Kyoto is a world of restraint, a strong contrast to the bright lights of Tokyo, Osaka and much of what people assume Japan to be like. In Kyoto, traditional culture and pastimes reign in what was once the nation’s political capital, and now its rightful cultural capital.

The third most visited city in Japan, Kyoto is home to a bewildering number of temples and shrines, as well as some of the country’s most incredible natural landscapes.


Kinkaku Ji Kyoto

The home of the Japanese Emperor from 794 (when it was known as Heian) until the Meiji Restoration of 1868, the city of Kyoto still retains its political strength in name only; ‘Kyoto’ translating as ‘capital city’. Like almost all major cities, Kyoto has gone through many forms and rebirths.

Much of the city was destroyed during the Ōnin War in the mid-15th Century and as a result, the city we see today was largely built during the Edo period. Unlike many other cities, it was spared the atrocious bombing of WWII and reportedly saved from the A-Bomb by US Secretary for War Henry Stimson because he felt it too historically significant.

This piece of good fortune, amidst such awful devastation throughout the country, has allowed Kyoto to preserve its 2,000 shrines and temples, and is worth remembering when basking in its cultural splendour today.

Location of Kyoto

Linked to the neighbouring cities of Osaka, Kobe and Nara through extensive rail networks, a shared sense of humor and a fondness for lighter-colored soy sauce in contrast to their countrymen in Tokyo/ Kanto, Kyoto is a key component in the Kansai region.

Based on the Chinese city of Chang’an (now Xi’an), Kyoto’s original grid layout still remains today but to truly explore all that Kyoto has to offer, you’ll need to venture outside the city limits. Part of the Yamashiro Basin, Kyoto is situated within the Tamba highlands with mountains surrounding much of the city, and Lake Biwa to the East.

What to do in Kyoto

Fans of Buddhist temples and Shinto shrines can pretty much wander anywhere in Kyoto and stumble upon an ancient reminder of Japan’s past. However, there really is so much to see in Kyoto that it’s worth planning ahead, especially if you want to beat the crowds.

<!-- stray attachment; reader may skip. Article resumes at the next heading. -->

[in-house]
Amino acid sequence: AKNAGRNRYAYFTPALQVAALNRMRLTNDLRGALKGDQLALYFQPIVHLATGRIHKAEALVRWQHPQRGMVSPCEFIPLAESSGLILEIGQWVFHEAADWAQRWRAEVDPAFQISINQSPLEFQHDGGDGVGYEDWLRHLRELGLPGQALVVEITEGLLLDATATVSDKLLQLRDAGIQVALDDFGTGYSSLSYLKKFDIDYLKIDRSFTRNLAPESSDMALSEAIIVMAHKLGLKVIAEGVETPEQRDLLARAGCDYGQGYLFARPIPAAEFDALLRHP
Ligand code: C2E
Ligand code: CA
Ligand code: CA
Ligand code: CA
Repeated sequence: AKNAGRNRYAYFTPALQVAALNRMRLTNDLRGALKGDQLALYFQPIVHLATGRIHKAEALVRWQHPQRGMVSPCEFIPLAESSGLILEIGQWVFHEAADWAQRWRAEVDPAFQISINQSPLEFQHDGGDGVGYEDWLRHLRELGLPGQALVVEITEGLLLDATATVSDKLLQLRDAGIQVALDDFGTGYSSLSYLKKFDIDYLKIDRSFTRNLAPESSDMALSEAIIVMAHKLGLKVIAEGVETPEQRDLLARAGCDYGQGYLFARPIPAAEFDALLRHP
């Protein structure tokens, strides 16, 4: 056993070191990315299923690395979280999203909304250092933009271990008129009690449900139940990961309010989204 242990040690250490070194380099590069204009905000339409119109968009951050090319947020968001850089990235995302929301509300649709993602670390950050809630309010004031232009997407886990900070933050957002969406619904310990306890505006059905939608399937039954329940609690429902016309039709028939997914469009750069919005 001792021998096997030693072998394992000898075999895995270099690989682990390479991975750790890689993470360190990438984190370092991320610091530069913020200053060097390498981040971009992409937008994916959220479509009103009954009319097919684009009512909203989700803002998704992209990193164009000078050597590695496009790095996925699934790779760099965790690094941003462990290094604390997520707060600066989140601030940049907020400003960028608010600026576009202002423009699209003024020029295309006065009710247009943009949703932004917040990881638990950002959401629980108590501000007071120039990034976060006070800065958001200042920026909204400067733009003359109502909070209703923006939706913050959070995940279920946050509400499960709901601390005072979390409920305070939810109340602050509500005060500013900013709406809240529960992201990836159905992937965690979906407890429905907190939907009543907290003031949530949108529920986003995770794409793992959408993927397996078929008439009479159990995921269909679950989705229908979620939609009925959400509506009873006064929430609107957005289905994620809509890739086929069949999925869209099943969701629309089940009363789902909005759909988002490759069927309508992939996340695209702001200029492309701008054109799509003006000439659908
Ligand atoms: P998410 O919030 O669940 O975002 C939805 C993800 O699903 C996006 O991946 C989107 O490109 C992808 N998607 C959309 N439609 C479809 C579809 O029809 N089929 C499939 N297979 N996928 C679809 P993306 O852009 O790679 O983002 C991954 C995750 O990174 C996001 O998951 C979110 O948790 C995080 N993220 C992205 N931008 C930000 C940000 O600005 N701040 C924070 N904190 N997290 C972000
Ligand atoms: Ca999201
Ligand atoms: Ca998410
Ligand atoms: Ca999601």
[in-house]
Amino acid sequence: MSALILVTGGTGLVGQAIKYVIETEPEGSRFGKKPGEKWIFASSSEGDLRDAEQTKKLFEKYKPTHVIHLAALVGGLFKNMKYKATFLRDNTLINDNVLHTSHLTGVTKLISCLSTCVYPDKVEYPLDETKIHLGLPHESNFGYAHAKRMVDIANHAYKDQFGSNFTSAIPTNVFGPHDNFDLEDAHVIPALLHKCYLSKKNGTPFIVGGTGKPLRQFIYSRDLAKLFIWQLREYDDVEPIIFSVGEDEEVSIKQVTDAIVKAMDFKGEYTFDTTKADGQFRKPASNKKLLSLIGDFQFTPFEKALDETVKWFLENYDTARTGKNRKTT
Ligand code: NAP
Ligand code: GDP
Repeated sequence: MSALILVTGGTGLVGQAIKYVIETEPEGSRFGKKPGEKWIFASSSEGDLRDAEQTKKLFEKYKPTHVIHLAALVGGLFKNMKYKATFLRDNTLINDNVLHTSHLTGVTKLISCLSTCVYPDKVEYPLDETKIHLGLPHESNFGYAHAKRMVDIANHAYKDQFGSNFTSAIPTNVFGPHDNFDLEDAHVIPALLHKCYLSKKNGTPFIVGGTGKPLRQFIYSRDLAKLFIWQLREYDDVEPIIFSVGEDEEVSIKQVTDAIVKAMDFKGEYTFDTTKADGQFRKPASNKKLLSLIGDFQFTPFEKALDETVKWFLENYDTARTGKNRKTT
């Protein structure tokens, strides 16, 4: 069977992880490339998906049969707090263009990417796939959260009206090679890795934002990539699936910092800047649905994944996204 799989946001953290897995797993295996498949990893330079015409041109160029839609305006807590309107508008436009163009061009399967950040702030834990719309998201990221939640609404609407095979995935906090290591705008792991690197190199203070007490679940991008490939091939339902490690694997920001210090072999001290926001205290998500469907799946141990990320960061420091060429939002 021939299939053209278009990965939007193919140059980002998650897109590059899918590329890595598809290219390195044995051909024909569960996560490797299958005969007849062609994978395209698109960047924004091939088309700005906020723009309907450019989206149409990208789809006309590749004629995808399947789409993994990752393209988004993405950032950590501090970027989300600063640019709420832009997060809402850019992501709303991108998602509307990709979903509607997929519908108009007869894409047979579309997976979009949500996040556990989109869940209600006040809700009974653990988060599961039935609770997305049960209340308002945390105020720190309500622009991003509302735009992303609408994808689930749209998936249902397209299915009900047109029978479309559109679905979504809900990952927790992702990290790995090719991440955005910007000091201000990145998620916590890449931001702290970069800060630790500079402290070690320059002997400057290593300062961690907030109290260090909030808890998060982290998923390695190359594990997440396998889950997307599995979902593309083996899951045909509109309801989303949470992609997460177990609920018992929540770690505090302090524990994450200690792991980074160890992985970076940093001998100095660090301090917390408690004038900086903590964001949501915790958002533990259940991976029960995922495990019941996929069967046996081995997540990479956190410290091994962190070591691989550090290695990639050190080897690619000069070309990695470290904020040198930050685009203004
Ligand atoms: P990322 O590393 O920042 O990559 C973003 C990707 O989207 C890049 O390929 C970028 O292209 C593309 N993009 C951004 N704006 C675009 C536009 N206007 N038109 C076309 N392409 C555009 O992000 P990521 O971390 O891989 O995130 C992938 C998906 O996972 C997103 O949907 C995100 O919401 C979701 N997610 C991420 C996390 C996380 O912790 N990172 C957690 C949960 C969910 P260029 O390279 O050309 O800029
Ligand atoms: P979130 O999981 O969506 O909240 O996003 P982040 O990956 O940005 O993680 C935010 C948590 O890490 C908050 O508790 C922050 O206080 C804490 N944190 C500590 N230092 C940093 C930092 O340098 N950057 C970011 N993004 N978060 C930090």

The most popular temples are Kiyomizu-dera and Kinkaku-ji. The former is a Buddhist temple perched atop Mount Otowa on the Eastern edge of the city, while the latter is a golden-plated pavilion located within the Rokuon-ji Complex to the north. Though it’s nominally a shrine, Fushimi-inari Taisha is a truly unique one. An estimated 32,000 torii’s (traditional orange gates) line the gentle walk to the top of Inari mountain, making for an unforgettable hike.

If you’ve had your fill of man-made culture then head North-West on the train line where you will find the mystical Arashiyama bamboo forest. Thousands of bamboo trees reach up to the sky, creating a dizzying walkway for thousands of tourists at their feet. Come early if you want to avoid the crowds and allow for a few hours of exploring the natural surroundings, quaint shopping streets and the picturesque Sagano Scenic Railway.

Arashiyama Bamboo Grove

These religious sites are where countless rituals and ceremonies have taken place in Japan for thousands of years but there is another kind of tradition that is unique to Kyoto: the Geisha. Stroll around the entertainment district of Gion or the romantic Ponto-chō alley in the evening for the best chance to spot one of the country’s most famous (and most misunderstood) symbols.

How MUCH TIME TO spend in Kyoto

Those trying to see Kyoto within a day on a speeding Shinkansen from Tokyo will no doubt enjoy their day but will regret not giving the city more time. Kyoto and its thousands of years of history deserve much longer and the city moves at a slower pace than the rest of Japan so allow for a few days at least. Consider basing yourself in Kyoto and exploring the Kansai region from here.